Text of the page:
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[Book Review] The Blue Bottle Craft of Coffee: Growing, Roasting, and Drinking, with Recipes

— Created: Xiaoke, 2017/04/03 22:02 CST
— Last modified: Xiaoke, 2017/04/18 14:12 CST

Specialty Coffee

The first time I had intimate contact with specialty coffee was in Cambridge, and I can still remember the name of the coffee shop, 'Hot Numbers' on Hills Road. A coffee-addicted friend, Vita, lead me there. I could barely decipher the names on the blackboard behind the till, “Guatemala, Brazil, …”, since my only knowledge of coffee then was that espresso-based coffee was more expensive than filtered coffee, and “instant coffee tasted like perfume” (this sentence was attributed to a colleague of mine). Gradually, through the chat between Vita and the barista, I understood those names were the origins of the coffee beans. Then I was taken to a cupping course there by Vita. When I poured the water into the coffee grounds from very high with barely all my strength, she could not hold herself and started laughing. You could tell the results of the cupping course: I understood nothing, but to pour water gently. Later, by pure chance, I bought some roasted coffee beans from a stall in the Market Place and brewed a cup of coffee using a Mokka pot, and it was then I knew for the first time that coffee could taste a bit sour, instead of thoroughly bitter.

The Book

I regularly went to coffee shops when I came back to Beijing, and that was where and when I heard of the Blue Bottle Coffee and the book: The Blue Bottle Craft of Coffee: Growing, Roasting, and Drinking, with Recipes.

This book, as the title suggests, contains the growing, roasting, and drinking of coffee, together with quite a few food (mainly cake) recipes for a caffe. The author James Freeman is the founder of the Blue Bottle Coffee company in the early 2000s, and the book started with his coffee legend when he was still a child. Caitlin Freeman, his wife, was a cake shop owner and probably contributed the last part of the book on the recipe. Tara Duggan is a journalist and cookbook author and wrote several books on food and cooking, see her website for details.

Compared with books filled with jargons and technical analysis, this book features a story-telling and chatting style, yet not losing its accuracy and precision. This relaxing and easy-to-read style comes from years of practice and interaction with customers, and exploration and reflection upon all aspects of coffee. This book, as the specialty coffee it describes, is full of aroma, acidity, and body. May not be as deep as other books, it is definitely an excellent guide to making good coffee. More importantly, It teaches readers to think how a good cup of coffee can be made, from the growing, roasting, brewing, and tasting of coffee. If I have to pick a defect, I’d like to say, “give me more!”

Excerpts from the Book

OK, let’s have a taste of the condensed idea or understandings from the book.

About Coffee Growing

The challenge of altitude forces coffee plants to focus their energy on developing seeds, rather than more extensive vegetative growth, which would be the plant’s inclination under less stressful circumstances…. The higher the coffee is grown, the more slowly it develops and the denser the beans become, which can create more interesting flavours.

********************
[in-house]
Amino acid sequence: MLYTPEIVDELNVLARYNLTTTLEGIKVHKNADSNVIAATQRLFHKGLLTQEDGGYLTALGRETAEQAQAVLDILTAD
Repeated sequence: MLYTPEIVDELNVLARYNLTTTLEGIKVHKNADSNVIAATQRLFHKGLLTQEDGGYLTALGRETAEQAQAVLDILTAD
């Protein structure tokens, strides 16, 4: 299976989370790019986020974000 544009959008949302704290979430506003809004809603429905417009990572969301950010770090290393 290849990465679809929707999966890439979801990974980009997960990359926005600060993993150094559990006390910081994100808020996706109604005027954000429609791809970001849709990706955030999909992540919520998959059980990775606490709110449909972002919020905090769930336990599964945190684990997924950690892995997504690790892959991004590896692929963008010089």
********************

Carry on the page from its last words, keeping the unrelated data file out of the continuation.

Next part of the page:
About Coffee Processing

The two main processing styles used in the coffee industry are washed, also called wet, andnatural, also called dry. The style of processing that’s chosen varies according to local tradition and has a lot to do with access to water.
Although we are thrilled with the dazzling array of vibrant single-origin coffees we source, we realize that many of our customer come to us for delicious, comforting consistency, and our blends achieve precisely that.

Two Farmer Profiles

It is this kind of attention to detail that continues to earn her reverence from the international coffee community. … Farmers such as Aida and Lorie set an impressive standard. Their care and dedication is abundantly evident in the coffee.

About Roasting

The roasting day starts early…. At Blue Bottle’s roasteries, the roasters arrive before anyone else … It’s hard to get up at 4 a.m. … When the alarm goes off at 4 a.m. and your body is crying out in the dark for more sleep, that feeling of anxiety and responsibility can immobilize you or animate you.
As the coffee roasted, I dumped out small amounts of it at one-minute intervals, or even twenty-second intervals, and brewed them. It was an amazing process of self-education and discovery.

About Coffee Tasting

At Blue Bottle, when we speak to customers about acidity, we try to use words like bright, snappy, or lively. Technically, when coffee professionals use the word acidity, we aren’t talking about the pH level, but the presence of particular acids that are the same as those in lemons, berries, vinegars, and other “lively” foods.

About Brewing Techniques

You need good data, so you need tools that measure… In contrast, with dense, very high-altitude, meticulously harvested and processed single-origin coffees roasted very lightly, we’ve found that a wider brewing ratio, hotter water, and a longer rest time draws out the most enjoyable flavors. How have we discovered this? Trial and error, and a lot of meticulous note taking in our lab.

Sentimental Aspects of the Book

Plus it’s such a sensual world, in part because you’re feeding people.
If I’d had any background in the coffee business or business in general, I never would have started the company. The fact that I didn’t have preconceived notions about it meant I was freezer to take a leap and do something more personally meaningful. Ignorance is bliss.
I had never imagined the existence of women so earthy, ambitious, dedicated, and young, all at once.